I say we turn it into a Coliseum of sorts... for criminals.... Gladiator Dome.

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Studios will film anywhere that makes sense 1) within the context of the story and 2) where it makes financial sense to do so. I'm not saying this Astrodome plan is a guaranteed success - far from it. However, if Houston can find a way to work with the current film incentive money offered by the state and with the established film industry in Austin, then there is a chance this could be feasible.

Film making is a business and no business every came to Houston for scenery, weather or history. They came to make money.

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The only "movie studio" concept that could work out in the Astrodome would be if the porn industry wanted to move from Southern California.

I say we turn it into a Coliseum of sorts... for criminals.... Gladiator Dome.

Like you can predict the future. You don't know what you are talking about. On the other hand, it wouldn't take a lot of modifications to the Astrodome to make it look like a giant boob. The Astrodome would be a great capitol for the porn industry. They could rename it the Assholedome.

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Like you can predict the future. You don't know what you are talking about. On the other hand, it wouldn't take a lot of modifications to the Astrodome to make it look like a giant boob. The Astrodome would be a great capitol for the porn industry. They could rename it the Assholedome.

I can predict the future as well as those who are predicting movies will be made in the Astrodome.

I say we melt it down to the ground, and call it "art".

Better yet... let's blow up Minute Maid Field and move the 'Stros back to the Astrodome where they belong (as long as I can bring my own food in there).

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I can predict the future as well as those who are predicting movies will be made in the Astrodome.

I predict you will live an extremely empty, dull life with that attitude.

I say we should only melt it down and blow it up if we can round up all the nay sayers, people with no imagination or vision, Houston haters and all the rest of the losers who would try to stop progress from coming to Houston because they are incapable of 'thinking big' or don't have the balls to take a chance on something that really could turn out to be huge for the local economy.

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Like you can predict the future. You don't know what you are talking about. On the other hand, it wouldn't take a lot of modifications to the Astrodome to make it look like a giant boob. The Astrodome would be a great capitol for the porn industry. They could rename it the Assholedome.

Or the Astroglidedome? :o

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I say we should only melt it down and blow it up if we can round up all the nay sayers, people with no imagination or vision, Houston haters and all the rest of the losers who would try to stop progress from coming to Houston because they are incapable of 'thinking big' or don't have the balls to take a chance on something that really could turn out to be huge for the local economy.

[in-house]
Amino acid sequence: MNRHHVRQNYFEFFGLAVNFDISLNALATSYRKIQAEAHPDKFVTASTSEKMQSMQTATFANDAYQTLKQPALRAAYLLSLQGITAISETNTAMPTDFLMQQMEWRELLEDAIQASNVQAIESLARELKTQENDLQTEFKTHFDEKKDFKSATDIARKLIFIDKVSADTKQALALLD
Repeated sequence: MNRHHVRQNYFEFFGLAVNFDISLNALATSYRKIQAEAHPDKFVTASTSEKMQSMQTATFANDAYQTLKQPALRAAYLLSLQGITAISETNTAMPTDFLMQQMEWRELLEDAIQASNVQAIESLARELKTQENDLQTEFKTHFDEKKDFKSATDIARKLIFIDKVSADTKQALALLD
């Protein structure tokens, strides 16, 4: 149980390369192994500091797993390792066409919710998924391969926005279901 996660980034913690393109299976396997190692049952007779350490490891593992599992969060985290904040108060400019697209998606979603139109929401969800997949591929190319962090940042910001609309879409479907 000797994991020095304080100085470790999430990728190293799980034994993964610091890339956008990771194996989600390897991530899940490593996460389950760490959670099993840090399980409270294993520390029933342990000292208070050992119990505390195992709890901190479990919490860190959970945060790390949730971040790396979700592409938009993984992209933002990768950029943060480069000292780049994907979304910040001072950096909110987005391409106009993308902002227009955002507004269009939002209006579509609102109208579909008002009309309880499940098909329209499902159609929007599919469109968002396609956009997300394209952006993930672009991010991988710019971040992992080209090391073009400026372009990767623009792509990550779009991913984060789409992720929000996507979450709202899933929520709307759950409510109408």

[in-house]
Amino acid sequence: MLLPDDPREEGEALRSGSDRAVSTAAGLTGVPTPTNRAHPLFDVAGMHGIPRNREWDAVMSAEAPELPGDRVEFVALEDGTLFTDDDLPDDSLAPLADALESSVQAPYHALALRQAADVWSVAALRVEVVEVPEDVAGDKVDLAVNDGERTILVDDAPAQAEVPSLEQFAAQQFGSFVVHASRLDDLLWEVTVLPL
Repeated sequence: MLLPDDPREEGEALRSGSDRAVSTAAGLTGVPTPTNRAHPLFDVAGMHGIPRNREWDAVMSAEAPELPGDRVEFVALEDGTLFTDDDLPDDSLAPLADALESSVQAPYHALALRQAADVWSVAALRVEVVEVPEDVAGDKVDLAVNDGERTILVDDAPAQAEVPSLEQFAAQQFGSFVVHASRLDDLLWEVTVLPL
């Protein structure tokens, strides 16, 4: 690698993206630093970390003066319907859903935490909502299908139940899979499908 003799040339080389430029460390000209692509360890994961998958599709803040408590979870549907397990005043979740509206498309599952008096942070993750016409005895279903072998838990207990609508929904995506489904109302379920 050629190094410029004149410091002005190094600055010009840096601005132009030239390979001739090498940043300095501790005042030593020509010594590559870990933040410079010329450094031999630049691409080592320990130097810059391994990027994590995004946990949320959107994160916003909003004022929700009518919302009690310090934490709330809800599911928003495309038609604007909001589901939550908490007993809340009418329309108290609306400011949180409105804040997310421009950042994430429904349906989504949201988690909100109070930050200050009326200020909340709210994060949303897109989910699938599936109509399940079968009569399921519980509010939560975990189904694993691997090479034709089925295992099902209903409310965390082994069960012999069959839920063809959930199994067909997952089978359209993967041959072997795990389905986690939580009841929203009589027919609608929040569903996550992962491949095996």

I too think the film facility is a bad idea. (see posts 41-61).

I can post a dozen more times on why that is so, but as usual, some people are more attracted by shiny new things than economically viable (but unsexy) thinking. Big Traditional Hollywood is struggling. Why commit future precious tax dollars (in the form of incentive give-aways) to a 20th-century idea like a giant sound studio? Only a small portion of film can afford huge production. TV can afford even less production. The film business will go the way of the record business. And the newspaper business.

A state-of-the-art, indoor agricultural venture is in line with the type of REAL vision that suits Houston. The site around building is already big enough to accommodate operations like processing and shipping. We have nearby technology and ag partners in the universities. I'm willing to bet that a Texas-based retail grocer like HEB would sign on for marketing and distribution.

Stop thinking like someone who wants to consume 'innovation', and start thinking like someone who wants to contribute to the 21st century!

Edited by crunchtastic
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I too think the film facility is a bad idea. (see posts 41-61).

I can post a dozen more times on why that is so, but as usual, some people are more attracted by shiny new things than economically viable (but unsexy) thinking. Big Traditional Hollywood is struggling. Why commit future precious tax dollars (in the form of incentive give-aways) to a 20th-century idea like a giant sound studio? Only a small portion of film can afford huge production. TV can afford even less production. The film business will go the way of the record business. And the newspaper business.

A state-of-the-art, indoor agricultural venture is in line with the type of REAL vision that suits Houston. The site around building is already big enough to accommodate operations like processing and shipping. We have nearby technology and ag partners in the universities. I'm willing to bet that a Texas-based retail grocer like HEB would sign on for marketing and distribution.

Stop thinking like someone who wants to consume 'innovation', and start thinking like someone who wants to contribute to the 21st century!

While your idea is terribly interesting and technologically advanced, if you cannot get on board with wishing and hoping that Hollywood celebrities come to Houston so that we can gawk at them and squeal like little girls when we see them at the Galleria, then you will forever be assigned to that group of Houstonians that "don't care that Houston sucks and is ugly and hot and humid".

Welcome to the club.